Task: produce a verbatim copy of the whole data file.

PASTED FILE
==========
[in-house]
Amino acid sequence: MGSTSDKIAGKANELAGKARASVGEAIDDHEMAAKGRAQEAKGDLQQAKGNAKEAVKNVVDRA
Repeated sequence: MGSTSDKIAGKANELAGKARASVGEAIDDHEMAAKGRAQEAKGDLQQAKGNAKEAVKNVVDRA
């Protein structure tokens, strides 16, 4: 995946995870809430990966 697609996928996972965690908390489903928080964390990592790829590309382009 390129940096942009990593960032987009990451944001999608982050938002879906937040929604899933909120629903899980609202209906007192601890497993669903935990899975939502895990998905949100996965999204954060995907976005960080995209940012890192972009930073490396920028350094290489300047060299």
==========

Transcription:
[in-house]
Amino acid sequence: MGSTSDKIAGKANELAGKARASVGEAIDDHEMAAKGRAQEAKGDLQQAKGNAKEAVKNVVDRA
Repeated sequence: MGSTSDKIAGKANELAGKARASVGEAIDDHEMAAKGRAQEAKGDLQQAKGNAKEAVKNVVDRA
């Protein structure tokens, strides 16, 4: 995946995870809430990966 697609996928996972965690908390489903928080964390990592790829590309382009 390129940096942009990593960032987009990451944001999608982050938002879906937040929604899933909120629903899980609202209906007192601890497993669903935990899975939502895990998905949100996965999204954060995907976005960080995209940012890192972009930073490396920028350094290489300047060299």